Four interlocked stories spanning four countries and four languages are explored in this tense and complex movie directed by Alejandro González Iñárritu. Referring to the biblical tower where people were divided by the birth of new languages, Babel sees tragedy strike a conflicted, American couple, played by Brad Pitt and Cate Blanchett, on vacation in Morocco while also presenting the directly related stories of two young, goatherd brothers who make the dangerous mistake of playing with a gun. Meanwhile in other parts of the globe, a rebellious, deaf-mute Japanese girl (Rinko Kikuchi) explores her sexuality and dodges authority while roaming the city of Tokyo with her friends, and a Mexican nanny (Adriana Barraza) takes her two young, American charges across the border to attend her son’s wedding in rural Mexico. Devastating conflicts arise in each plot, culminating in the revelation of how they are all connected while also digging into the shared fear, pain, and humanity of these initially random stories about language, barriers, and circumstance.
Told in a slightly out of order, non-chronological way, Iñárritu creates a chaotic, twisty film anchored by strong performances and distinctive locales. Although Pitt and Blanchett seem to be marketed as the stars, they have perhaps the least interesting storyline: for the most part, they stay in one place and deal with one problem until they have an emotional breakthrough at the end. However, their characters and story are still critically important for bringing the other storylines together and they do very well with what they are given (I think Pitt’s talents have long been overshadowed by his personal life, which makes him a little underrated in a weird way). In the Japanese plot, Kikuchi is perfectly cast as a teenager struggling with grief and trying to connect to others in a desperate fashion as she also deals with repeated rejections from peers. With her strange angular frame, unflattering haircut and clothes, and uncomfortable sexual energy, she somehow evokes an Egon Schiele painting. In Mexico/America, Barraza plays a maternal figure stuck between a rock and a hard place. Her character tries to be there for her son on his wedding day while simultaneously taking care of the little white girl and boy whom she has nurtured from birth. A last-minute decision leads to a situation with border-crossing guards and her reckless nephew and ending with her and the two kids stranded in the middle of a harsh desert. And in the Moroccan foothills, the two competitive, bickering boys (played by non-actors, I assume) make a thoughtless game out of testing out their father’s new jackal-hunting gun until the consequences come tumbling down around them to destroy their family’s meagre existence.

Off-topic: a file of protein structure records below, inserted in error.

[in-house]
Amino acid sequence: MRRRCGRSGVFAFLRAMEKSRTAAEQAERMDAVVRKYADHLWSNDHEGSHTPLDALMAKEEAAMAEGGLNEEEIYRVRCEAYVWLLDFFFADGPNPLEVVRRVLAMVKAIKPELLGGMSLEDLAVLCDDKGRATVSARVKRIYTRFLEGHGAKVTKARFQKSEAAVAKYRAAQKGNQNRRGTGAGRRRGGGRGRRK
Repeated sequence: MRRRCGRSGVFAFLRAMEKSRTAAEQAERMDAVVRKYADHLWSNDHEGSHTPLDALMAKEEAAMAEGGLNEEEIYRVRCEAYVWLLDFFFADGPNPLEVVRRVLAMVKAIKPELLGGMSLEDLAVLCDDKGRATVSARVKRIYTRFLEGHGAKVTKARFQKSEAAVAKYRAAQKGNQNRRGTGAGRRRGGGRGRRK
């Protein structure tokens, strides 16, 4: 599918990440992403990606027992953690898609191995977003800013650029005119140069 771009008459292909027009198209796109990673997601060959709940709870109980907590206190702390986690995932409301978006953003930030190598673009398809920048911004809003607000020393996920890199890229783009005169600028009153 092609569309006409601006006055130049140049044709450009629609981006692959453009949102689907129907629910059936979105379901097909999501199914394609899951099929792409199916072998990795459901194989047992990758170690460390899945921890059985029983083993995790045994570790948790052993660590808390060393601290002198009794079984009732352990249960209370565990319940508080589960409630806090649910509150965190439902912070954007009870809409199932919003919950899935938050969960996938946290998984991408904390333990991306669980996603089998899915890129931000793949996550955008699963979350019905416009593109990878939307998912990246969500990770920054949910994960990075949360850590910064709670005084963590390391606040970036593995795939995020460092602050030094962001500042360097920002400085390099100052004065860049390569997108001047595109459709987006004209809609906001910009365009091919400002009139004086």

Most of the film’s dialogue is not in English and the majority of the actors are not nearly as glamourous or well known as Pitt and Blanchett (at the time of Babel’s release at least. Some actors, such as Kikuchi, have become more prominent since then) but that realism strengthens the film’s themes of language barriers and interconnected humanity. Not particularly easy to watch, Babel still manages to deal with many heavy themes and issues in an interesting way that invites discussion.
Rating: 3.5 out of 5 headless chickens